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This article is part of the Research Topic Madness and Creativity: Yes, No or Maybe?

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Front. Psychol., 30 July 2014 | https://doi.org/10.3389/fpsyg.2014.00835

“Not in their right mind”: the relation of psychopathology to the quantity and quality of creative thought

  • Department of Psychology, University of Kansas, Lawrence, KS, USA

The empirical link between psychopathology and creativity is often correlational and fraught with suspiciously causal interpretations. In this paper, we review research in favor of the position that certain forms of psychopathology that profoundly affect the neural substrates for rule-based thought (e.g., schizophrenia, bipolar disorder) can significantly influence the quantity of creative production. Because highly productive individuals, irrespective of psychopathology, often produce work of greater quality, it seems that such an increase in the quantity of one’s output positively affects the likelihood of generating those statistically rare acts and achievements identified and celebrated as creative. We consider evidence that offers support for such a claim. In addition, we explore findings from neuroscience that can address how a neural mechanism, the flexibility of which relies on tradeoffs between rule-based (e.g., prefrontal cortex) and stimulus-based (e.g., sensorimotor cortex) brain regions, is influenced by psychopathology in ways that can alter dramatically the quantity and quality of creative output.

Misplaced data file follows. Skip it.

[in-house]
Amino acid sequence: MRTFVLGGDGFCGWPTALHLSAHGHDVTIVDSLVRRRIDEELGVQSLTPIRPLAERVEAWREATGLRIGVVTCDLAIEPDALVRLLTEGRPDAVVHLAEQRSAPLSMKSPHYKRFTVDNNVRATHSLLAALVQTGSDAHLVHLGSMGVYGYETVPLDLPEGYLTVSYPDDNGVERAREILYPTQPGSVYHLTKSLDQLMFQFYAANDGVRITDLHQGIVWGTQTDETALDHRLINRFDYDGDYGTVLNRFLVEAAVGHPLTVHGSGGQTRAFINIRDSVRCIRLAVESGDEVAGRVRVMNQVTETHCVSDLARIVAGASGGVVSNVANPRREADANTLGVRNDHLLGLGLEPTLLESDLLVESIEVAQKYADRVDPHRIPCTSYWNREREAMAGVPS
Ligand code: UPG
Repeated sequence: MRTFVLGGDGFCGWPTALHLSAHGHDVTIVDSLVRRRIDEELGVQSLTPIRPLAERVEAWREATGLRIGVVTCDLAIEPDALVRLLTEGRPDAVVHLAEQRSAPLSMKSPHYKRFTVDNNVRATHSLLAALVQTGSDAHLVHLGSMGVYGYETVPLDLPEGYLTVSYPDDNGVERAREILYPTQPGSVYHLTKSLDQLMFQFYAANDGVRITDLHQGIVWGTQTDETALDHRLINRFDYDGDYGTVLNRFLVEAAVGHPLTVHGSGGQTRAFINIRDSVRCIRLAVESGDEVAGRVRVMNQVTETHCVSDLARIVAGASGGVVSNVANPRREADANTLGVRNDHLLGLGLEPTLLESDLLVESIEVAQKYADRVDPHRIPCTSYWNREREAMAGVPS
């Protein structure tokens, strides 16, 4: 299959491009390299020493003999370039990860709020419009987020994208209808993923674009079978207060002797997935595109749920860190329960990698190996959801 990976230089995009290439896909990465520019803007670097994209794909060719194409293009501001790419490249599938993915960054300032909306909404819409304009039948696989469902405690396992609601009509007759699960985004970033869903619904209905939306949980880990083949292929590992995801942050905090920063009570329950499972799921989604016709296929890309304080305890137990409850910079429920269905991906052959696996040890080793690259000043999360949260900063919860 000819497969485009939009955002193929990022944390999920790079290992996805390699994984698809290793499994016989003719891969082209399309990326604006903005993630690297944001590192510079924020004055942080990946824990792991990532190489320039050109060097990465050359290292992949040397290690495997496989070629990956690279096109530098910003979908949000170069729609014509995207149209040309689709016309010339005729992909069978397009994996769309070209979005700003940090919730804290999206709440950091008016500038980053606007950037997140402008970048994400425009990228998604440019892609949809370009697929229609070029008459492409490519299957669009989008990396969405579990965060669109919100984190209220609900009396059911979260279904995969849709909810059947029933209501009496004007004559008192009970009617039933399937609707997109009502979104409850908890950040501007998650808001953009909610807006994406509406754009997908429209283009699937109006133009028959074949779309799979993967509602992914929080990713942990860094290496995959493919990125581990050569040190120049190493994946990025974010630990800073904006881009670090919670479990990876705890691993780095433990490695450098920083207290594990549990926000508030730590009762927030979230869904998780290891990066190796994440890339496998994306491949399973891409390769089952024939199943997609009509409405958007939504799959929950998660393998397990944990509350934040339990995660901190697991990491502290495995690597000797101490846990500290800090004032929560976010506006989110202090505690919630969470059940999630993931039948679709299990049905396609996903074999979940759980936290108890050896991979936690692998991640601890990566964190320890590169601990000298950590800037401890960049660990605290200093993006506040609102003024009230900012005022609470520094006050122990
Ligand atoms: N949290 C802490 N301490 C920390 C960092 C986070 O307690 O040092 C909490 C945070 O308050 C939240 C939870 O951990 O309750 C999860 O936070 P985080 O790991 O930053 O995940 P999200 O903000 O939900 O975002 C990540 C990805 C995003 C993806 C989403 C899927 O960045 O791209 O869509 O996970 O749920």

Introduction